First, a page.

Category Archives: Blog


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I remember the taste coming sharply. Tears slid down my cheeks and past my lips as my mother raked a brush through my unruly hair in an attempt to tame it. It resisted, and the long mess of curls, tangles, and frizz seemed to wrap themselves tighter around the brush. I stifled a shout of pain. An hour passed.

This event occurred fairly often; I was a mess-prone child with little regard for the state of my clothes or my wild hair. So in the second grade, when faced with this multiple-choice question on a test about measurement —

How long does it take you to brush your hair every day?

a. one second

b. one hour

c. one minute

d. one week

I picked b.

I got the question wrong. And when I asked the teacher why, she said,

“Well for most kids, it only takes a minute!”

Dejected, and still holding a test with a big red X, I returned to my seat. My teacher ran her hand through her own smooth, straight hair and returned to her work.

I went home to my family quite upset. Upon retelling what had happened, they tried to soothe me with the fact that I had still done quite well on the test, that it was just the teacher’s ignorance and inexperience with ethnic hair that had caused her to respond how she did. Even so, I remained angry at what I perceived even then as an injustice.

When an educator presents a diverse classroom of children with a standardized curriculum-based worksheet that only some of them can answer truthfully and still be correct, we’ve got a problem.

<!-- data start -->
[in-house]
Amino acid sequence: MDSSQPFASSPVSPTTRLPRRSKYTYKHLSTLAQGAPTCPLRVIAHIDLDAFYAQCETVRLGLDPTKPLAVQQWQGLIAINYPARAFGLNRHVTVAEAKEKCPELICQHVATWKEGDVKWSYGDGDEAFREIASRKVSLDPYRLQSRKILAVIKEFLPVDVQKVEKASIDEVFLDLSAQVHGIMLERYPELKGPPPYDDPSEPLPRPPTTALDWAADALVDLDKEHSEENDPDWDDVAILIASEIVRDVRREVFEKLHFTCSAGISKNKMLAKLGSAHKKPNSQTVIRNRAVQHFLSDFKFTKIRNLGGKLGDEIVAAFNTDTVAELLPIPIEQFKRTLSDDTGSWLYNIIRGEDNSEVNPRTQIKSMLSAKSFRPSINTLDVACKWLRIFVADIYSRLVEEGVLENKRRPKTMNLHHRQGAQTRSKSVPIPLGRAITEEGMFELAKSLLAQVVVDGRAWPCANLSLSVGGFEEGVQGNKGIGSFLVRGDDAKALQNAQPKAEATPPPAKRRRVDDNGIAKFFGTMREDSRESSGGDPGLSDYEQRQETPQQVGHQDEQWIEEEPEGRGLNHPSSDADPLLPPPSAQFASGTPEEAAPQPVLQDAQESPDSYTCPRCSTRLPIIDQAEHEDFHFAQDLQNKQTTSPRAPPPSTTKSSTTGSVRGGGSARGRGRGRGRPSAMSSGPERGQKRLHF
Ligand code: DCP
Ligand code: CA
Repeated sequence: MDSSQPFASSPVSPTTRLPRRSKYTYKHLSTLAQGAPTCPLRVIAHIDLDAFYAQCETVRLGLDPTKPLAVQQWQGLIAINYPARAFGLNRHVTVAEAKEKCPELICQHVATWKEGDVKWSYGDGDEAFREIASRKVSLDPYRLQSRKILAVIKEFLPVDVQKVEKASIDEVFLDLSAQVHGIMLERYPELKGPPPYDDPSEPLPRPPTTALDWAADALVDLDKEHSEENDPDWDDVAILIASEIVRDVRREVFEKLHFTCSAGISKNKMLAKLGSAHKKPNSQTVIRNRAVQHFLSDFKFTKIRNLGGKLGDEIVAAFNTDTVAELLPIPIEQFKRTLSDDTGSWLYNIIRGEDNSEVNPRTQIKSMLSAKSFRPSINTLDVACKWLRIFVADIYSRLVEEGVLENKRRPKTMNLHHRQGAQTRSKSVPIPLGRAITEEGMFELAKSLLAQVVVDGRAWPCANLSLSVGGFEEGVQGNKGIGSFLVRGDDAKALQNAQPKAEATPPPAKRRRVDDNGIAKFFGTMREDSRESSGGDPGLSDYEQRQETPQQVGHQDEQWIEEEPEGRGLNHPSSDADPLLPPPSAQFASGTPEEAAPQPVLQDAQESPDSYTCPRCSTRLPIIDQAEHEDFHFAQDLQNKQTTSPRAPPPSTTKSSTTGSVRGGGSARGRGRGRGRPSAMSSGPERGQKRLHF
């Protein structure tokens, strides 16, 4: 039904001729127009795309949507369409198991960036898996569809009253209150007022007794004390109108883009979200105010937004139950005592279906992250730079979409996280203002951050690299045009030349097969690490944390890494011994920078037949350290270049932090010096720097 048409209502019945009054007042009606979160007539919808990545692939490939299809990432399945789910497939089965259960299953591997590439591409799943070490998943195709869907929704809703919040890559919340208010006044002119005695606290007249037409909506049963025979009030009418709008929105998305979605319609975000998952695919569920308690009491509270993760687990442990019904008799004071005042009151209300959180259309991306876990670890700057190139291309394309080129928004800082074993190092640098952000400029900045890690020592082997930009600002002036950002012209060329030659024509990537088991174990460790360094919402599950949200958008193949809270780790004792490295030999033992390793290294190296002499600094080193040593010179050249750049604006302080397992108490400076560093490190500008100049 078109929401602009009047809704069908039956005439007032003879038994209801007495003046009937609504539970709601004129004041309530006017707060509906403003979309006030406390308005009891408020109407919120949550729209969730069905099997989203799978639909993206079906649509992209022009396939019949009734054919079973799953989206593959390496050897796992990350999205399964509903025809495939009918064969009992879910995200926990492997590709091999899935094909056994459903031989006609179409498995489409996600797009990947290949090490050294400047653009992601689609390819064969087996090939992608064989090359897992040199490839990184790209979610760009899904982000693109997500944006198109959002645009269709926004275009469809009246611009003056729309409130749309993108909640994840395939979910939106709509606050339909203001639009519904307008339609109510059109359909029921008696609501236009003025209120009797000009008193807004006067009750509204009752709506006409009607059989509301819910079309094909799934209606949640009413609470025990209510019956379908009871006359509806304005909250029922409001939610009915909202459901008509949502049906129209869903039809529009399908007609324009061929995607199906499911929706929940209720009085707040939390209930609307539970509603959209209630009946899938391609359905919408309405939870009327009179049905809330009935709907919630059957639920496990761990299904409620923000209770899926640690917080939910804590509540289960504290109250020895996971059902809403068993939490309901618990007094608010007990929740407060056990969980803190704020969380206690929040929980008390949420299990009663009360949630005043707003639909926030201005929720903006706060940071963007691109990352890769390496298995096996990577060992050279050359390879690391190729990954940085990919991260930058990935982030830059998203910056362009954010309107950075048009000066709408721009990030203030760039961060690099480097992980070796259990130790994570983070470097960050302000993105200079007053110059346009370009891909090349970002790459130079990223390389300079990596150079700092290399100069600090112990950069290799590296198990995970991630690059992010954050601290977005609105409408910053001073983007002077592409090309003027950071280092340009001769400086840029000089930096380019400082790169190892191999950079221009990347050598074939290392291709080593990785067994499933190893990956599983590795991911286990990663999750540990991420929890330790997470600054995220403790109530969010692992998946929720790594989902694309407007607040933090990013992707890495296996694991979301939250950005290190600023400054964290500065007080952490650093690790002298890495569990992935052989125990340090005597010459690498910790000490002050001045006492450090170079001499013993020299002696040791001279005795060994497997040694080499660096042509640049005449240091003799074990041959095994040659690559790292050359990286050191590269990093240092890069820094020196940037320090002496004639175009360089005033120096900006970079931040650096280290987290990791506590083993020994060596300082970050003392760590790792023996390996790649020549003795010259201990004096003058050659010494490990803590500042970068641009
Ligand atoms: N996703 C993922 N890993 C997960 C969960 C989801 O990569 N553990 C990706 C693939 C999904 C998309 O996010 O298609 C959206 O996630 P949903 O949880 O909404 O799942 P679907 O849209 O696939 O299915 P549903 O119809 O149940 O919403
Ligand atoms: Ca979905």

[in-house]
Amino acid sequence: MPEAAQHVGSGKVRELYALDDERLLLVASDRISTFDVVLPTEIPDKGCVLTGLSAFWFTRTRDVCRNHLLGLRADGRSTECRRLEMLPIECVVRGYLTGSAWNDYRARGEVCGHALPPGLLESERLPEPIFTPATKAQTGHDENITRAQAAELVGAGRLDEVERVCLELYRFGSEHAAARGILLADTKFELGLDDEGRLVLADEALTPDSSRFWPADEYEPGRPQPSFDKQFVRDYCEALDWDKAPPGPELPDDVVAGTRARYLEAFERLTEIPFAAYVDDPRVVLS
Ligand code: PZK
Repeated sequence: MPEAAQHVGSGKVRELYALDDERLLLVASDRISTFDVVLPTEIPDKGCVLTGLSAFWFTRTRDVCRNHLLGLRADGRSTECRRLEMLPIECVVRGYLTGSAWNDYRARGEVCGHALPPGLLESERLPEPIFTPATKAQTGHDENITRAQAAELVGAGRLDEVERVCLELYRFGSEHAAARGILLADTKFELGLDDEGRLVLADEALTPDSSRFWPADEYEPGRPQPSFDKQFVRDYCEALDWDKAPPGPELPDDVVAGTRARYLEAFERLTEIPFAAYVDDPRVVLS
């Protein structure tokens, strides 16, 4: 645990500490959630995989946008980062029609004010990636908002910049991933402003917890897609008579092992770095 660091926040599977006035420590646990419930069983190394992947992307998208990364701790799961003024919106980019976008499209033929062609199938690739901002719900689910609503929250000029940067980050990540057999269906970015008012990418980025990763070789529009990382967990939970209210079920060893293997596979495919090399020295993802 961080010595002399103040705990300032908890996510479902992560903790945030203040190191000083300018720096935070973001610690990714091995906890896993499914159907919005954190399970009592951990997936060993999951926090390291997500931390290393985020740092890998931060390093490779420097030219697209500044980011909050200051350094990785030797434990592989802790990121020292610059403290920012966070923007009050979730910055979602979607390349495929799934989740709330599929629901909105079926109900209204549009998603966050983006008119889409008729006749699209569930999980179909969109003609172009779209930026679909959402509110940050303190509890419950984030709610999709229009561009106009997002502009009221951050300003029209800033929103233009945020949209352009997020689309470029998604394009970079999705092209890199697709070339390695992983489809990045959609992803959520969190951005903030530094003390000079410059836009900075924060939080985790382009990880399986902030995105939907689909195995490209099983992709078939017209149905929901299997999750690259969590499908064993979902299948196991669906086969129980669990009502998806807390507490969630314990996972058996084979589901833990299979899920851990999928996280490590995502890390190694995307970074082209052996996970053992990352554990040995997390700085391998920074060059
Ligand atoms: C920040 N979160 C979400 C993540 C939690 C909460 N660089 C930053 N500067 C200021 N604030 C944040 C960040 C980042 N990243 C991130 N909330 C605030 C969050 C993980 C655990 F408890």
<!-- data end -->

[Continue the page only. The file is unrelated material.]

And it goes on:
This is only one experience, one example, but it’s indicative of a much greater issue in our world today: a shortage of voices speaking out against prejudice. Whether this injustice appears in the form of microaggression, outright racism, or sheer ignorance doesn’t matter. Something needs to be done about it.

In the case of Mixed people, the silent call to be heard is ever more urgent. We come from all places and all backgrounds, yet have no place to turn to when we seek community. No one experience to unite us in our struggles. And more often than not, we don’t know anyone like us who we can ask for help when things get difficult.

This is where Mixed Race Politics comes in.

All activism must start somewhere, and we chose to begin by creating a blog and releasing a publication written, produced, and run entirely by mixed people. We hope to increase awareness of problems that uniquely affect us, show the world through our perspective, create a community within this social identity, and someday down the line even forge our own path in the political sphere. But even if our only success is making someone feel like they weren’t alone in this world, our efforts will have been worth their salt.

Protecting Mauna A Wakea: The Space Between Science and Spirituality